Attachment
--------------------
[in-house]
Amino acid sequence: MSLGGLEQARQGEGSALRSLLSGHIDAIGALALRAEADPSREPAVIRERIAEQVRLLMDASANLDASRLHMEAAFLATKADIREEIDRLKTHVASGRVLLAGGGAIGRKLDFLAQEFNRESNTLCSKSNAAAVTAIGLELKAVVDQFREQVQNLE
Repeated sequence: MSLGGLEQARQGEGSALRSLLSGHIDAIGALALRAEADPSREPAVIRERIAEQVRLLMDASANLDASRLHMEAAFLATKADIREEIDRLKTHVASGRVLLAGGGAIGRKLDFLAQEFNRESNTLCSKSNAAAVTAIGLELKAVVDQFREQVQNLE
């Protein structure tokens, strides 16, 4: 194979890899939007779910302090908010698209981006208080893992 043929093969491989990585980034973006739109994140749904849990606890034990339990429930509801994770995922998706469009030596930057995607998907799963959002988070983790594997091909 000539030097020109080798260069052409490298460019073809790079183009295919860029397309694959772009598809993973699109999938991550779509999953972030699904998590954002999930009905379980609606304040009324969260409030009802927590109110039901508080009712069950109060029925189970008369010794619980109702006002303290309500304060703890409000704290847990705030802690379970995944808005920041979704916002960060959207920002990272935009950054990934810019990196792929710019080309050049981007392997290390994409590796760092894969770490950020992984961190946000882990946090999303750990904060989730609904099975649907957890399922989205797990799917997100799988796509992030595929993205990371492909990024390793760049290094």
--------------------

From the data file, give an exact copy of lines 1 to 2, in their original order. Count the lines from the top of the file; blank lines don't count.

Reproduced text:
[in-house]
Amino acid sequence: MSLGGLEQARQGEGSALRSLLSGHIDAIGALALRAEADPSREPAVIRERIAEQVRLLMDASANLDASRLHMEAAFLATKADIREEIDRLKTHVASGRVLLAGGGAIGRKLDFLAQEFNRESNTLCSKSNAAAVTAIGLELKAVVDQFREQVQNLE